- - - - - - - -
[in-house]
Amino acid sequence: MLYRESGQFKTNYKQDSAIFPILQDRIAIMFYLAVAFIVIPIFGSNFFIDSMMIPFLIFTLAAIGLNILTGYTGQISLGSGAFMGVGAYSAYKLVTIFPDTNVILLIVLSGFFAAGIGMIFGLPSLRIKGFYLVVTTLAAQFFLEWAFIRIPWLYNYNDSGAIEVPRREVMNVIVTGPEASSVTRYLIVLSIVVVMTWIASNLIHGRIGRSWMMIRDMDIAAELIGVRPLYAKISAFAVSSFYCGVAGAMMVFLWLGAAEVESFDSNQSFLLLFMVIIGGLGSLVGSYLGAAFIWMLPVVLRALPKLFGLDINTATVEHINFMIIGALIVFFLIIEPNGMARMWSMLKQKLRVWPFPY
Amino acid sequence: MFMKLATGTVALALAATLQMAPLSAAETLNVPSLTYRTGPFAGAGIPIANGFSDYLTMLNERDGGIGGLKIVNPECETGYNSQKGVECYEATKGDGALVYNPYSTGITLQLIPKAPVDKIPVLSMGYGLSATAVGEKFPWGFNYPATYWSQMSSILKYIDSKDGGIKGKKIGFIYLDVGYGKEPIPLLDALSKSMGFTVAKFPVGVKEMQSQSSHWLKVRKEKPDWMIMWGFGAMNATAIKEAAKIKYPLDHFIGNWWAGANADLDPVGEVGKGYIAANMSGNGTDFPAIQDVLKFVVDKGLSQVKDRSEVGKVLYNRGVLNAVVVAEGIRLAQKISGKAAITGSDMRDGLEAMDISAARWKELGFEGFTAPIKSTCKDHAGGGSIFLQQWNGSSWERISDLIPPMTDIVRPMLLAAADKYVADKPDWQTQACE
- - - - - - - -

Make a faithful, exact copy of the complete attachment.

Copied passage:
[in-house]
Amino acid sequence: MLYRESGQFKTNYKQDSAIFPILQDRIAIMFYLAVAFIVIPIFGSNFFIDSMMIPFLIFTLAAIGLNILTGYTGQISLGSGAFMGVGAYSAYKLVTIFPDTNVILLIVLSGFFAAGIGMIFGLPSLRIKGFYLVVTTLAAQFFLEWAFIRIPWLYNYNDSGAIEVPRREVMNVIVTGPEASSVTRYLIVLSIVVVMTWIASNLIHGRIGRSWMMIRDMDIAAELIGVRPLYAKISAFAVSSFYCGVAGAMMVFLWLGAAEVESFDSNQSFLLLFMVIIGGLGSLVGSYLGAAFIWMLPVVLRALPKLFGLDINTATVEHINFMIIGALIVFFLIIEPNGMARMWSMLKQKLRVWPFPY
Amino acid sequence: MFMKLATGTVALALAATLQMAPLSAAETLNVPSLTYRTGPFAGAGIPIANGFSDYLTMLNERDGGIGGLKIVNPECETGYNSQKGVECYEATKGDGALVYNPYSTGITLQLIPKAPVDKIPVLSMGYGLSATAVGEKFPWGFNYPATYWSQMSSILKYIDSKDGGIKGKKIGFIYLDVGYGKEPIPLLDALSKSMGFTVAKFPVGVKEMQSQSSHWLKVRKEKPDWMIMWGFGAMNATAIKEAAKIKYPLDHFIGNWWAGANADLDPVGEVGKGYIAANMSGNGTDFPAIQDVLKFVVDKGLSQVKDRSEVGKVLYNRGVLNAVVVAEGIRLAQKISGKAAITGSDMRDGLEAMDISAARWKELGFEGFTAPIKSTCKDHAGGGSIFLQQWNGSSWERISDLIPPMTDIVRPMLLAAADKYVADKPDWQTQACE